Are you interested in pursuing a career in medicine-related work? Have you thought about becoming a medical coder? This offers a rewarding and challenging career choice.
In the U.S., medical coders earn an average annual salary of $43,186. Does this sound like it might be a good fit for you? Keep reading to learn more about medical coding.
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What Does a Medical Coder Do?
The medical coder bears responsibility for reviewing patients’ medical records after visits. They’re responsible for assigning ICD-10-CM diagnosis codes.
Coders also review the medical record to identify all diagnostic, medical, and surgical care. Based on their findings, they assign CPT® and HCPCS codes.
Current Procedural Terminology (CPT®) codes create a standard language. It’s used for reporting medical services and procedures performed. Administrators and insurance companies use these codes to process claims.
The Healthcare Common Procedure Coding System (HCPCS) relies on the uniform CPT® codes. It specifies the services and items used during the provision of healthcare.
This job also entails searching for missing data. This ensures correct billing for the medical practitioners and patients.
Other duties can include collecting data used for reports, strategic planning, and development. Sometimes they provide evidence in medical negligence or malpractice investigations.
This career path offers the following benefits.
Many Remote Job Opportunities
If you’re interested in a career that offers work-from-home opportunities, consider medical coding. Even before the pandemic, many coders performed their jobs remotely.
The world is now more used to new work arrangements. This means that remote options are increasing for medical coders. You can choose part- or full-time options.
Work with a Variety of Professionals
Medical coders work in different settings. The American Academy of Professional Coders, in 2022, listed facilities that hire coders.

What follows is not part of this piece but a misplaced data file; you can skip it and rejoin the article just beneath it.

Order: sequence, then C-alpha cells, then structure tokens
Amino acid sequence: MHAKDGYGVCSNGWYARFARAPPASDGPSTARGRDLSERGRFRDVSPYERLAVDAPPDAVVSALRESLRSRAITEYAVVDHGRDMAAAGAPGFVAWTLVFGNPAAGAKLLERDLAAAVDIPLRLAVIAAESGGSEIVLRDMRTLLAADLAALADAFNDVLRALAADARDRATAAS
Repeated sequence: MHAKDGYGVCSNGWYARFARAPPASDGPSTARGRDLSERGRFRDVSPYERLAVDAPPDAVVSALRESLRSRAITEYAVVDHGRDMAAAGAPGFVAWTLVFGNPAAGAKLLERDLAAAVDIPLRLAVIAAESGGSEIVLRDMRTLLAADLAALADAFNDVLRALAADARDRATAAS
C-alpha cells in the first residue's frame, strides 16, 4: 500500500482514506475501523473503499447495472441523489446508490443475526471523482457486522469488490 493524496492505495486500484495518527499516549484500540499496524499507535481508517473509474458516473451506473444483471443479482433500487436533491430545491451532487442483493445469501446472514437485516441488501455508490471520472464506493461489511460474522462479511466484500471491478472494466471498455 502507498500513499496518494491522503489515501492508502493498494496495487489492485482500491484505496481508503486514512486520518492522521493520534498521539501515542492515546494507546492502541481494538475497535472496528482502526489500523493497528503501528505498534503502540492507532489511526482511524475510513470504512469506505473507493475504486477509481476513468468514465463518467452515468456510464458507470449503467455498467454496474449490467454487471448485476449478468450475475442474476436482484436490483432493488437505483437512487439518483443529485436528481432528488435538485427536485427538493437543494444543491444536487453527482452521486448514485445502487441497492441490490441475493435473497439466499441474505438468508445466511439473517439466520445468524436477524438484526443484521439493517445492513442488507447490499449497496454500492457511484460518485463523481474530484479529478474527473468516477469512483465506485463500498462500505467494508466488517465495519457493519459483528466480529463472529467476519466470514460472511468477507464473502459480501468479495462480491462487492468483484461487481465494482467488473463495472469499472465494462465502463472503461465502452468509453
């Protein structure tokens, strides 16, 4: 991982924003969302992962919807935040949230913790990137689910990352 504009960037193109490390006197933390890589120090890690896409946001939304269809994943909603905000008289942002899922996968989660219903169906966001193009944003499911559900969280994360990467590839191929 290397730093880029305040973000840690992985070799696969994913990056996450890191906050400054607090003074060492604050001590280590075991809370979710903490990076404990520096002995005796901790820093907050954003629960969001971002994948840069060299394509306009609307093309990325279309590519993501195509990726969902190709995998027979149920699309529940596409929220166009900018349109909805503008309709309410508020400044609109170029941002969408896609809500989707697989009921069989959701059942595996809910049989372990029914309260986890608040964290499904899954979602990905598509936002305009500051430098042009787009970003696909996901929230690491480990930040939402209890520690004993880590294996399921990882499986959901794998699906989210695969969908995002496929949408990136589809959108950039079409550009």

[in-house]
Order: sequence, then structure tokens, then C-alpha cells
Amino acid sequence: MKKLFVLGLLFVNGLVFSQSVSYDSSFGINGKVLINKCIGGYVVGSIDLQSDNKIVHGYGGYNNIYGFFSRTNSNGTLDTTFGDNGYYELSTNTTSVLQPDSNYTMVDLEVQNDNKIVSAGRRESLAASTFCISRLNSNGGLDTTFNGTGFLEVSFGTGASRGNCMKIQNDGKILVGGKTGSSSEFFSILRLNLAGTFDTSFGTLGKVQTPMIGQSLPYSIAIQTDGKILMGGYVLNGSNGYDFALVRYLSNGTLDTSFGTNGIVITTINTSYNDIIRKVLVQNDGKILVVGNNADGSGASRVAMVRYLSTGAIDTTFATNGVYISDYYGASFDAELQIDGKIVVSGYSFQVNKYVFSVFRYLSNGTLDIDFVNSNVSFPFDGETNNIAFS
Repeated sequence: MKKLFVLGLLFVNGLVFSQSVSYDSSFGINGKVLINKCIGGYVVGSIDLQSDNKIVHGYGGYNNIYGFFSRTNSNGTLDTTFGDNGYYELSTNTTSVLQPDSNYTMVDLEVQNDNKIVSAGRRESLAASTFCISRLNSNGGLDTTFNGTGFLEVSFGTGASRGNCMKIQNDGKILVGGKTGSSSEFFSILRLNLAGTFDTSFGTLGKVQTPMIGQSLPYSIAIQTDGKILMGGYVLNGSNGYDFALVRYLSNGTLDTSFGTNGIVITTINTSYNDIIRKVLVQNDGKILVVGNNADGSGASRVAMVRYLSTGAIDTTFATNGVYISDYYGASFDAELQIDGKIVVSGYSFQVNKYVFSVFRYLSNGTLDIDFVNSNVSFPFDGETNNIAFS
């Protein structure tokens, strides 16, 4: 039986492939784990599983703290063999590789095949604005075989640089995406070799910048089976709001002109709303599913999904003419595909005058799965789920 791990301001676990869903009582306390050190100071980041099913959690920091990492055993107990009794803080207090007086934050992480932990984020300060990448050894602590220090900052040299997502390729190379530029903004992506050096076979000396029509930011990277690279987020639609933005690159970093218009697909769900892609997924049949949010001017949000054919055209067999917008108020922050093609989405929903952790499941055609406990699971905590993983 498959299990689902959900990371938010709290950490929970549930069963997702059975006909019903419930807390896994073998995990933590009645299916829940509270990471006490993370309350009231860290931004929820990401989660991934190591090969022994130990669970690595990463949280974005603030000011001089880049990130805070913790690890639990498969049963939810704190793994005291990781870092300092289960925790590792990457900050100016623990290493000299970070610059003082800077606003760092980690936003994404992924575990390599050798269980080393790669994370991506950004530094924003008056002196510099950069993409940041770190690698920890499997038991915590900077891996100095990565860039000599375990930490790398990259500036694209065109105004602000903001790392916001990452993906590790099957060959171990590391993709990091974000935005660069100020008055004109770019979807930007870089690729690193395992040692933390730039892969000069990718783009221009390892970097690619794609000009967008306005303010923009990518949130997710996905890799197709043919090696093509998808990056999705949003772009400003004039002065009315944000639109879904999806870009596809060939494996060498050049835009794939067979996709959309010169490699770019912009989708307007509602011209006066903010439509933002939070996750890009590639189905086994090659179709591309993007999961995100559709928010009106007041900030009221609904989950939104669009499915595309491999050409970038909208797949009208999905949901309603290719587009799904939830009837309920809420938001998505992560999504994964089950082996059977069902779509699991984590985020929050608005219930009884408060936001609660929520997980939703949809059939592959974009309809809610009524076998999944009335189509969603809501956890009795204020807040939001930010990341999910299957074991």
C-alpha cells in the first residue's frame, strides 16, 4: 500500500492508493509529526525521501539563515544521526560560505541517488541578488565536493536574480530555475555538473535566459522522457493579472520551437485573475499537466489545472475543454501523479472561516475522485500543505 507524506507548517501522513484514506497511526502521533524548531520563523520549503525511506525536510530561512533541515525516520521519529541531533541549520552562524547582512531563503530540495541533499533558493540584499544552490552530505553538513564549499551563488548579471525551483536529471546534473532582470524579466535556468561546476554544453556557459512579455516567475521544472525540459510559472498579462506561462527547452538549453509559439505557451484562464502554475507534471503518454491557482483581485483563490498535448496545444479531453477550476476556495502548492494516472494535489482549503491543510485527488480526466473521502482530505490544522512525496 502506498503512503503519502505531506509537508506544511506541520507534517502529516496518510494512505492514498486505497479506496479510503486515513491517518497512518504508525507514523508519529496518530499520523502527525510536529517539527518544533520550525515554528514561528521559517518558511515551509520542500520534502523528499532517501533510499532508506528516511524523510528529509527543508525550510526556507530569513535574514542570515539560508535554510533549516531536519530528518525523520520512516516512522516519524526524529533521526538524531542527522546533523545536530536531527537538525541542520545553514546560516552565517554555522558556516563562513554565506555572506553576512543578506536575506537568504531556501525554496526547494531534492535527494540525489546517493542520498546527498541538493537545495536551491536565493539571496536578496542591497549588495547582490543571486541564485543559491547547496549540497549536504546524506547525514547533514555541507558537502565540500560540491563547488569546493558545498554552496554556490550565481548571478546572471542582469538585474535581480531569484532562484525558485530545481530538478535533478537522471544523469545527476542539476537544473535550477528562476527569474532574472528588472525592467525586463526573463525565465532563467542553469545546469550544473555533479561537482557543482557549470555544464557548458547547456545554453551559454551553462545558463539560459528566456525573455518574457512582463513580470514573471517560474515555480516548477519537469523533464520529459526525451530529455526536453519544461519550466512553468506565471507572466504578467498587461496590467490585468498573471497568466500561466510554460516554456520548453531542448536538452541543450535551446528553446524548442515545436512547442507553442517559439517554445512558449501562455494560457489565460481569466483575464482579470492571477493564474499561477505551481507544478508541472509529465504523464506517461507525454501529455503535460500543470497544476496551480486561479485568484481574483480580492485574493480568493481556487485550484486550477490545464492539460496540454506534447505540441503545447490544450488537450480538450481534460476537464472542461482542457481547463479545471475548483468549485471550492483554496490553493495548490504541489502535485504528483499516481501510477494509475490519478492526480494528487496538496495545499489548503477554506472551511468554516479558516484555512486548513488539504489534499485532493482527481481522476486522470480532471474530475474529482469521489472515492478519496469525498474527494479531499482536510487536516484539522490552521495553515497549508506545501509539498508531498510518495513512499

- Medical centers: 19.8 percent
- Combined inpatient and outpatient hospitals: 14.4 percent
- Solo and small private medical practices: 1 percent
- Large group medical practices: 9.9 percent
- Medium size group practices: 7 percent
- Billing companies: 6.2 percent
- Health and payor plans: 5.4 percent
- Outpatient hospitals: 3.9 percent
- Educational institutions: 1.7 percent
- Consulting firms: 1.4 percent
- Inpatient hospitals: 1.2 percent
These facilities may offer onsite or remote work options.
Career Advancement Opportunities
There are several paths you can take to advance your career. One approach is by completing continuing education and pursuing certifications.
Another method is to work as a consultant. Over time you can seek promotions to a compliance auditor, reviewer, or manager.
The first step involves completing the Certified Professional Coder (CPC®) course. This shows proficiency in assigning CPT, ICD-10-CM diagnosis, and HCPCS Level II supply and procedure codes. From here, you can choose to pursue the following certifications.
- Certified Inpatient Coder (CIC™)
- Certified Outpatient Coding (COC™)
- Certified Risk Adjustment Coder (CRC™)
You also have the choice to complete many different specialty certifications. These give you expertise in your chosen area of focus.
How Do Facilities Validate Your Credentials?
It takes time, effort, and money to attain a certification. Thus, you want potential employers to have easy access to verify your credentials.
The MedPro Systems® is a software solution used by healthcare professionals and organizations. It gives facilities access to validate state license status and specialties.
They can easily access key identifiers and addresses. This solution checks your compliance with state, federal, and international regulatory statutes.
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